The former co-director of United Auto Workers-General Motors Center for Human Resources pleaded guilty Tuesday to federal criminal charges of money laundering and wire fraud in U.S. District Court in Ann Arbor, Michigan.
Jeff Pietzryk, 74, former co-director of the center, admitted in court conspiring with two other union officials to defrauding the jointly administered fund and taking kickbacks on contracts awarded by the CHR. Pietzryk now faces up to 30 months in prison, according to federal prosecutors.
The information filed by the U.S. Attorney’s office said that Pietzryk, conspired with Michael Grimes, another UAW official, and another unnamed union officer believed to be Joe Ashton, former UAW vice president and GM board member, to accept kickbacks from vendors.
The UAW-GM Center for Human Resources was used for training and educating auto workers about new technology. Under the terms of the UAW’s new tentative agreement, the CHR will be restructured because of the unfolding scandal.
Robert Singer, Pietzryk’s lawyer, said Pietzryk was sorry for the damage done to the CHR because it helped many GM workers.
“The charges against Jeff Pietrzyk are serious, and the conduct outlined in his charges is not just illegal, it is an affront to every member of the UAW,” the union said in a statement. “The UAW has already made changes to its purchasing procedures that require three bids and pushed the Joint Program Centers to significantly tighten their accounting controls to prevent this type of criminal activity from happening again.
“This conduct—which was suspiciously announced in the middle of our current bargaining—must not and will not distract us from negotiating the strongest possible contract for our members.”
Five high-ranking union officials, including one UAW vice president, Norwood Jewell, have pleaded guilty to federal felony charges. A sixth union official is now expected to enter a guilty plea while a seventh, Vance Pearson, is awaiting arraignment in federal district court in Detroit. Pearson has taken a leave of absence from his post as the director of UAW Region.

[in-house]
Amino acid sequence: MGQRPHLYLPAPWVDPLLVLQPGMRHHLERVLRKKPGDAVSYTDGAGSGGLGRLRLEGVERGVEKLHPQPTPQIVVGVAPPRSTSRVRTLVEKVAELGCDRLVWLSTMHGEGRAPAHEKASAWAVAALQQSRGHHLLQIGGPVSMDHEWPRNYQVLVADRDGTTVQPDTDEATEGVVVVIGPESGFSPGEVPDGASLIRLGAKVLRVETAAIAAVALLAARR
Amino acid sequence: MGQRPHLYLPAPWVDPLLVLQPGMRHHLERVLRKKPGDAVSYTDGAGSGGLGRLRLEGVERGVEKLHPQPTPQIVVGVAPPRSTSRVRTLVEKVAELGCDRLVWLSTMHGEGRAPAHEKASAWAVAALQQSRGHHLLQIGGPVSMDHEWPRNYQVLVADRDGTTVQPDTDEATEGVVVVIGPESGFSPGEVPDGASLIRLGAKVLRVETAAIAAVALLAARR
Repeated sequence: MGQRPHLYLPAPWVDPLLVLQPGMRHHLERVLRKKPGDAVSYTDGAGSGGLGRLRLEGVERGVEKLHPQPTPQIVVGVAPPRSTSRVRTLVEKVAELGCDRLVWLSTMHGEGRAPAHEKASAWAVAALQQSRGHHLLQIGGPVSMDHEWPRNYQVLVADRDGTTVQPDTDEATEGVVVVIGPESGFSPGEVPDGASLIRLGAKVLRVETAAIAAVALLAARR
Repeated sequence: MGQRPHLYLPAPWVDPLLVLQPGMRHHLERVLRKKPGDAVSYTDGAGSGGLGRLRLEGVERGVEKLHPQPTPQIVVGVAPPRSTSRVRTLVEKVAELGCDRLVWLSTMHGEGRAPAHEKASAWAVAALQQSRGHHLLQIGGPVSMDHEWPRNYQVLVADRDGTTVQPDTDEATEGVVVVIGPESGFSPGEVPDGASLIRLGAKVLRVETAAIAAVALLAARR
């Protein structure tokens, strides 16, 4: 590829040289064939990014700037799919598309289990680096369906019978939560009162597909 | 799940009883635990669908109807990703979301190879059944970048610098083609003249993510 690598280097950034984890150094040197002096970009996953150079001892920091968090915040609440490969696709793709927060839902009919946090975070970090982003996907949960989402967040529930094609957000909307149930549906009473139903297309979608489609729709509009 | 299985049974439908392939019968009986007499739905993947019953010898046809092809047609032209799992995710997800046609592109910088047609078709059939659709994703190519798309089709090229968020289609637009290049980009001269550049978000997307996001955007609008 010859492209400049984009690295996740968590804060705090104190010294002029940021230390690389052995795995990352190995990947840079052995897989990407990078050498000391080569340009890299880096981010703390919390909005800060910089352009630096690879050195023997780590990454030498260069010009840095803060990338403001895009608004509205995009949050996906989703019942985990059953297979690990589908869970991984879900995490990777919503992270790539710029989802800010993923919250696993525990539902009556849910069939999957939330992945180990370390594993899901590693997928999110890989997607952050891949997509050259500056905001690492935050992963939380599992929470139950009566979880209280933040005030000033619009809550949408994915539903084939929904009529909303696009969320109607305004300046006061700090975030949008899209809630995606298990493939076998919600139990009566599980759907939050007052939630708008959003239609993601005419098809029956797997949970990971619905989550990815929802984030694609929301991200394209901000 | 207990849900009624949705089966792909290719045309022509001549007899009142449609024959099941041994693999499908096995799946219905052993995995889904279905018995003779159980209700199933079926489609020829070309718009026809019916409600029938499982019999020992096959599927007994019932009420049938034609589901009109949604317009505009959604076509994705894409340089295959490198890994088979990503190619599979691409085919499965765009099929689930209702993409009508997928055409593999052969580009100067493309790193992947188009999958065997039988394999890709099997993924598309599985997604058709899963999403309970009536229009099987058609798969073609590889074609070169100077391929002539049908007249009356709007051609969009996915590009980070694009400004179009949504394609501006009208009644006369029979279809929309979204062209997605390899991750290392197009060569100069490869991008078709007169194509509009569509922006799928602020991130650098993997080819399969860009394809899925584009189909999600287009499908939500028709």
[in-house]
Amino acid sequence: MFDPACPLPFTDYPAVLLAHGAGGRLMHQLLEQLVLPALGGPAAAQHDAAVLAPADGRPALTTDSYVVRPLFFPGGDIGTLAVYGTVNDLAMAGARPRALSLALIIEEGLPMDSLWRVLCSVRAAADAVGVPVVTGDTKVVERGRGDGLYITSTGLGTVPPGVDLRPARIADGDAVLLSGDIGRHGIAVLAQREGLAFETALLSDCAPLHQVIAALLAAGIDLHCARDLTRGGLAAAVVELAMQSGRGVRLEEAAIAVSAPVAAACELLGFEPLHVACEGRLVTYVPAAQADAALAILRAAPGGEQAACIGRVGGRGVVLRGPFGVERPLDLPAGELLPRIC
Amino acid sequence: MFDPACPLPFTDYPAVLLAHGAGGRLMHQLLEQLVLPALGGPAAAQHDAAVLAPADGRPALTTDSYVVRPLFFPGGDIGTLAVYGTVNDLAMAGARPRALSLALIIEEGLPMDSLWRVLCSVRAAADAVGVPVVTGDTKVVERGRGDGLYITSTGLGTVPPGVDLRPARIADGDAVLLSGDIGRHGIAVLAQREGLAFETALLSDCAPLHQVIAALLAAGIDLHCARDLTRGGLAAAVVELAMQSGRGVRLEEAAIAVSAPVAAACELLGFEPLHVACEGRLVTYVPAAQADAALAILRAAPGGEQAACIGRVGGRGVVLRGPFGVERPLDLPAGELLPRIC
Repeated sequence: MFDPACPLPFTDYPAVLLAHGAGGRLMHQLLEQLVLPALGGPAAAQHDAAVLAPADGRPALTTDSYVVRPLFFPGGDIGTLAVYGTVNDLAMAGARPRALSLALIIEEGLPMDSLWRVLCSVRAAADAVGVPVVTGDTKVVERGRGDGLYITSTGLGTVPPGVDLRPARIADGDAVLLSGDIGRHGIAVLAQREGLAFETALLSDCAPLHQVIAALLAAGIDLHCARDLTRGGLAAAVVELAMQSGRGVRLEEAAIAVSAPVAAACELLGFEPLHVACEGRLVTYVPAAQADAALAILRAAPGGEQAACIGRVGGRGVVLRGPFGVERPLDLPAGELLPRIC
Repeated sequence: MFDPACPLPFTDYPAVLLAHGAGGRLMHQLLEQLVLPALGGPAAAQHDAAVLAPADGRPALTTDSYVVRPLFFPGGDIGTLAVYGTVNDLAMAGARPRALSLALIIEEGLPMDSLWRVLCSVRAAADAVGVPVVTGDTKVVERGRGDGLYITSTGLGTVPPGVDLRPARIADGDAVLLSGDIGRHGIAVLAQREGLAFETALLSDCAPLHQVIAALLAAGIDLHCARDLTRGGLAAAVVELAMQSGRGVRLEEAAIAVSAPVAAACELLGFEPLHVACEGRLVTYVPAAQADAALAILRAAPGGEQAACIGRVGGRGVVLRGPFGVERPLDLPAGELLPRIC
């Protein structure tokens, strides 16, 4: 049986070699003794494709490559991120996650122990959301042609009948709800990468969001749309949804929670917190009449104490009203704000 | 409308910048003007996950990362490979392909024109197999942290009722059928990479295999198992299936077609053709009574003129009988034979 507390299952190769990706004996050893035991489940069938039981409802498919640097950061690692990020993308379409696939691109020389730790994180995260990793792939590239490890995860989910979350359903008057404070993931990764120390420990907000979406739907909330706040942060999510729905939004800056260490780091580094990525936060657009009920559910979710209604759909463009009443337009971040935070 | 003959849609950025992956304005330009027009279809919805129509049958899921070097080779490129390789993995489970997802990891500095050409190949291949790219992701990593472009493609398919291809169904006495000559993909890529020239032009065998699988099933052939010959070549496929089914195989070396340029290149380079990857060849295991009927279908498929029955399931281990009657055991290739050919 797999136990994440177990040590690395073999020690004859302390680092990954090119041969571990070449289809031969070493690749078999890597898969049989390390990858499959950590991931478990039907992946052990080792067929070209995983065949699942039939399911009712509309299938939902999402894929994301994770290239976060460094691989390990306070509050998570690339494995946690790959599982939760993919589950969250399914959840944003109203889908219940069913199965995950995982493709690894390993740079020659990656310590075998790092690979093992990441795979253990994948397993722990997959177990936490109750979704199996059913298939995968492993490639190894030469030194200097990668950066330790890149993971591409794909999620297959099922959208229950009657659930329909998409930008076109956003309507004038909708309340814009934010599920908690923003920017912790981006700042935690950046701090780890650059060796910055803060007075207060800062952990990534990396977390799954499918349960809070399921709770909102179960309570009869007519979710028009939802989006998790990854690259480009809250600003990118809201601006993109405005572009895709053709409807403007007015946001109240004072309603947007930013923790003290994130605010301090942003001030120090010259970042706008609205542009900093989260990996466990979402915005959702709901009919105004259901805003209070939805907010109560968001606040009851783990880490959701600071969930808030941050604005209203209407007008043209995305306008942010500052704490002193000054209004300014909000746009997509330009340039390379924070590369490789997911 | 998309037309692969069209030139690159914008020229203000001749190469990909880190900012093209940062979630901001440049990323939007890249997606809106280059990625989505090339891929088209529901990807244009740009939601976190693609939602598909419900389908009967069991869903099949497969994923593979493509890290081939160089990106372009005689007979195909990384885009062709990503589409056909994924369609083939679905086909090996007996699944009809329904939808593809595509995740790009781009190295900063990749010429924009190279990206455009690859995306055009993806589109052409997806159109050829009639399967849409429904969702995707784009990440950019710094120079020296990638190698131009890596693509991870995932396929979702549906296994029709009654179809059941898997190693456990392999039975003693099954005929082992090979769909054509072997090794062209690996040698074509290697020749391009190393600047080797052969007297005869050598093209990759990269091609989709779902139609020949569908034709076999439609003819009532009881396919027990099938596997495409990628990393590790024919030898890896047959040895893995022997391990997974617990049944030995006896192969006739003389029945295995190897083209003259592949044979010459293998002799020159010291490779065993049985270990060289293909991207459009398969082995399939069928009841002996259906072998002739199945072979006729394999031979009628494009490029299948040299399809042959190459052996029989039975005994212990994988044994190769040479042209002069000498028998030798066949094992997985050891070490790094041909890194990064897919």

The late General Holiefield, the former head of the UAW Chrysler Department, was cited by federal authorities for his role in the scandal at the joint UAW-FCA training center for his role in diverting thousands of dollars in training funds into his own pocket.
Jones is implicated in the same “information” that federal prosecutors filed against Pearson.
The scandal has cast a pall over the UAW’s negotiations with GM, where more than 48,000 union members remain on strike, and the other automakers and spawned hundreds of critical posts from UAW members on social media.
When the scandal first erupted two years ago then-UAW President Dennis Williams said the union planned its own investigation and report to members. The internal report has been superseded by the federal probe, according to a UAW spokesman.
However, the joint training funds that are at the center of the scandal have been criticized by union activists for years. They complain the funds, which file only limited reports with the U.S. Department of Labor, aren’t held to any kind of account. In addition, money from the funds have been manipulated and used for political patronage to help stifle dissent within the union’s ranks, activists have said over the years.